The idea of my everyday reasoning and interactions just affording logical reasoning and being unable to decrease confidence in assumptions unless there is a logical inconsistency is extremely powerful. It explains why people rarely update their ideas, even in the face of contradicting evidence, and why upon coming to Less Wrong I felt convinced that I need only ascertain the consistency of a model. I felt (and still feel) that if belief in God is consistent, then there is no reason to update it. I suppose my left brain could suggest at any moment there is no God, and provide an alternate explanation for what God is currently explaining, but presumably it would need a reason to do so? Since theism is off-topic in this post, I've transplanted this question to the open forum here.

Comment author: cousin_it 28 July 2009 10:01:46AM *  20 points [-]

I'm reminded of the story about this junkie who had the Most Profound Idea Ever while stoned and hastily scribbled it down. This is what he read afterwards: "The banana is big, but the banana skin is even bigger."


While working an the material I was reminded of a story George Orwell once told me (I do not recall whether he published it): a friend of his, while living in the Far East, smoked several pipes of opium every night, and every night a single phrase rang in his ear, which contained the whole secret of the universe; but in his euphoria he could not be bothered to write it down and by the morning it was gone. One night he managed to jot down the magic phrase after all, and in the morning he read: "The banana is big, but its skin is even bigger'.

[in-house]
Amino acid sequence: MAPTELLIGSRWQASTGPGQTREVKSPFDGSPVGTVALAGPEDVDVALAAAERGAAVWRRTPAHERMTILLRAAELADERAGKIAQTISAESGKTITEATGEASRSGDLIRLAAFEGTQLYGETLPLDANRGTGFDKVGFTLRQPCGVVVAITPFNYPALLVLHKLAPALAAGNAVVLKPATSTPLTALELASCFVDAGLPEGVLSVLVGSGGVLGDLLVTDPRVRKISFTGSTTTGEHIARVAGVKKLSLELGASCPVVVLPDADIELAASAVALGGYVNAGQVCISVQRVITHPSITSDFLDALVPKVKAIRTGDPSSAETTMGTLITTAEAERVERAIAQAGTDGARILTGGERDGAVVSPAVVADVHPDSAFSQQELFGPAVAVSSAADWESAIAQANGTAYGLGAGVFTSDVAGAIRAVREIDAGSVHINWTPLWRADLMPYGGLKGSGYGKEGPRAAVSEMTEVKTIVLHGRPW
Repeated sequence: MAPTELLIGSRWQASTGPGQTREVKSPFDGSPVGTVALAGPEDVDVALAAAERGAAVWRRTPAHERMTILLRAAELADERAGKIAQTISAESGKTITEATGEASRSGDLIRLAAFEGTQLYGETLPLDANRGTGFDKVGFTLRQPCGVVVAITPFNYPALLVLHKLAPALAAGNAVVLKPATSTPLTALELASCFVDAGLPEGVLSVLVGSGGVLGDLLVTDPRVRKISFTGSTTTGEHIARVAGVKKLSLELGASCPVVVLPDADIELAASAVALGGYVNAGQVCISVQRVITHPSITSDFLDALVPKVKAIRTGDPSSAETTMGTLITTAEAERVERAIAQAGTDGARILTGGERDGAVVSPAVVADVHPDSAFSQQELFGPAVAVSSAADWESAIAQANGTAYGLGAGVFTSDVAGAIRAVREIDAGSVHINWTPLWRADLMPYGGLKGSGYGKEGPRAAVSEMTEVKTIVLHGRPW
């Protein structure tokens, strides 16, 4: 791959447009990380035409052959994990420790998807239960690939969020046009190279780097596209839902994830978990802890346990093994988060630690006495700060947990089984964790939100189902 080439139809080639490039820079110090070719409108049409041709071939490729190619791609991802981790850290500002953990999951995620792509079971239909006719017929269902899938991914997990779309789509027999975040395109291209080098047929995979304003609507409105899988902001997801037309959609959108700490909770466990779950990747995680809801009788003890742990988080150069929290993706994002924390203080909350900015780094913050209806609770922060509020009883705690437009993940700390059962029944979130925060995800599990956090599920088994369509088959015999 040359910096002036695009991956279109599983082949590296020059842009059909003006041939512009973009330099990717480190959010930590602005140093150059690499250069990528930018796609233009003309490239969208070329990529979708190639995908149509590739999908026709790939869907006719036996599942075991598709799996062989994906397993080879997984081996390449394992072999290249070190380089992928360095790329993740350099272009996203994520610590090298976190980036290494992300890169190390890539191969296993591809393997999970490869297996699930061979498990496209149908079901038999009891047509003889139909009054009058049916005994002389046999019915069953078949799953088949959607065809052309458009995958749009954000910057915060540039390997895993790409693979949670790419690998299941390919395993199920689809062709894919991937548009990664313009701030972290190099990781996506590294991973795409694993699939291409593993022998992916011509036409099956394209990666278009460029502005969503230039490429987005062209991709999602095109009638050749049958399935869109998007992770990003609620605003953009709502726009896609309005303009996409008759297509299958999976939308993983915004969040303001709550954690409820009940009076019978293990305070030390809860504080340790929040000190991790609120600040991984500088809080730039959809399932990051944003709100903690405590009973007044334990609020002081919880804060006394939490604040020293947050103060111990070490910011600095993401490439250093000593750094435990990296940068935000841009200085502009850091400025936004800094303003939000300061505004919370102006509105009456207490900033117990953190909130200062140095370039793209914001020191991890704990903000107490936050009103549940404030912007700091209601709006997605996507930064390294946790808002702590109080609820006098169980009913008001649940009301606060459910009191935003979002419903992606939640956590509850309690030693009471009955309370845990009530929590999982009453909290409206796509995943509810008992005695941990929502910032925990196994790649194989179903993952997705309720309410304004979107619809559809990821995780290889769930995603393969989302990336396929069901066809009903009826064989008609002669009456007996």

-- Arthur Koestler, "Return Trip to Nirvana"

Comment author: byrnema 28 July 2009 10:16:03AM *  7 points [-]

That's funny. And it rings true, suggesting the story hasn't been significantly altered in the telling. There's something about it which tingles my "that's profound" sensor. It's a straight-forward physical example of a simple logical principle, that happens to be about bananas.

Comment author: Armok_GoB 30 September 2011 06:01:47PM -1 points [-]

That special once-every-few-years state of mind sound suspiciously like my all-the-time default state. (yes, it's incredibly frustrating)

Comment author: byrnema 30 September 2011 07:42:37PM 3 points [-]

Would you further describe what your default state is like?

Comment author: Armok_GoB 30 September 2011 10:11:07PM *  -1 points [-]

Nether can nor want to, really.